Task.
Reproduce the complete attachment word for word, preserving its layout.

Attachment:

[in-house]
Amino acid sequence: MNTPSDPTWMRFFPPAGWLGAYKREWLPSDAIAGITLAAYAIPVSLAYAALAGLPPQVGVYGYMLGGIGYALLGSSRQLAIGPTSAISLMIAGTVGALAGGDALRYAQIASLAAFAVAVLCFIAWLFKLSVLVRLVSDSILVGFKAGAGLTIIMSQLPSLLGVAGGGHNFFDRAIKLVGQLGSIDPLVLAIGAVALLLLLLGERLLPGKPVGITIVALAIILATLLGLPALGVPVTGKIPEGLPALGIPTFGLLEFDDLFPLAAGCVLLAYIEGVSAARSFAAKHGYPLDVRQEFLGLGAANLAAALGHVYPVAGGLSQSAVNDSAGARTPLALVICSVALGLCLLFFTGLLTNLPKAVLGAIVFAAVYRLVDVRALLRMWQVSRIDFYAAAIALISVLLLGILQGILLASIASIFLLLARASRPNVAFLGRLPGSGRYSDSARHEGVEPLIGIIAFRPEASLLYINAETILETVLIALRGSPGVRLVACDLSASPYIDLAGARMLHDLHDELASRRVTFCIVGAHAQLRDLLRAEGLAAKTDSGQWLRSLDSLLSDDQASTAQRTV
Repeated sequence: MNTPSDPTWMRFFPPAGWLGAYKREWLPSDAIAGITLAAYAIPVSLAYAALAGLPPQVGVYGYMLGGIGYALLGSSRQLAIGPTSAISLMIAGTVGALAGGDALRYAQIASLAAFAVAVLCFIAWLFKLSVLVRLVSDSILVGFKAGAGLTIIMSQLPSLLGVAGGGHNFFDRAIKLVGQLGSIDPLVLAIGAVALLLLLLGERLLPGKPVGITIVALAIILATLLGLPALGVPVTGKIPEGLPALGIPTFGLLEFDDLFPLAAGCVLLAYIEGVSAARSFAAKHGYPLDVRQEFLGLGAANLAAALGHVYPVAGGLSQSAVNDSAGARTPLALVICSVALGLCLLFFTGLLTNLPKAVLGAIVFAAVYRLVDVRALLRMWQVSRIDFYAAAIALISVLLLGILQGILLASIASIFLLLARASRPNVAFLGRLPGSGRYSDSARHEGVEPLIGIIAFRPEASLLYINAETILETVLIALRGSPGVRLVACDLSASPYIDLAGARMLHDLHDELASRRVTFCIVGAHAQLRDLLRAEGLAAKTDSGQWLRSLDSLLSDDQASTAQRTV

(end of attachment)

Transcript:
[in-house]
Amino acid sequence: MNTPSDPTWMRFFPPAGWLGAYKREWLPSDAIAGITLAAYAIPVSLAYAALAGLPPQVGVYGYMLGGIGYALLGSSRQLAIGPTSAISLMIAGTVGALAGGDALRYAQIASLAAFAVAVLCFIAWLFKLSVLVRLVSDSILVGFKAGAGLTIIMSQLPSLLGVAGGGHNFFDRAIKLVGQLGSIDPLVLAIGAVALLLLLLGERLLPGKPVGITIVALAIILATLLGLPALGVPVTGKIPEGLPALGIPTFGLLEFDDLFPLAAGCVLLAYIEGVSAARSFAAKHGYPLDVRQEFLGLGAANLAAALGHVYPVAGGLSQSAVNDSAGARTPLALVICSVALGLCLLFFTGLLTNLPKAVLGAIVFAAVYRLVDVRALLRMWQVSRIDFYAAAIALISVLLLGILQGILLASIASIFLLLARASRPNVAFLGRLPGSGRYSDSARHEGVEPLIGIIAFRPEASLLYINAETILETVLIALRGSPGVRLVACDLSASPYIDLAGARMLHDLHDELASRRVTFCIVGAHAQLRDLLRAEGLAAKTDSGQWLRSLDSLLSDDQASTAQRTV
Repeated sequence: MNTPSDPTWMRFFPPAGWLGAYKREWLPSDAIAGITLAAYAIPVSLAYAALAGLPPQVGVYGYMLGGIGYALLGSSRQLAIGPTSAISLMIAGTVGALAGGDALRYAQIASLAAFAVAVLCFIAWLFKLSVLVRLVSDSILVGFKAGAGLTIIMSQLPSLLGVAGGGHNFFDRAIKLVGQLGSIDPLVLAIGAVALLLLLLGERLLPGKPVGITIVALAIILATLLGLPALGVPVTGKIPEGLPALGIPTFGLLEFDDLFPLAAGCVLLAYIEGVSAARSFAAKHGYPLDVRQEFLGLGAANLAAALGHVYPVAGGLSQSAVNDSAGARTPLALVICSVALGLCLLFFTGLLTNLPKAVLGAIVFAAVYRLVDVRALLRMWQVSRIDFYAAAIALISVLLLGILQGILLASIASIFLLLARASRPNVAFLGRLPGSGRYSDSARHEGVEPLIGIIAFRPEASLLYINAETILETVLIALRGSPGVRLVACDLSASPYIDLAGARMLHDLHDELASRRVTFCIVGAHAQLRDLLRAEGLAAKTDSGQWLRSLDSLLSDDQASTAQRTV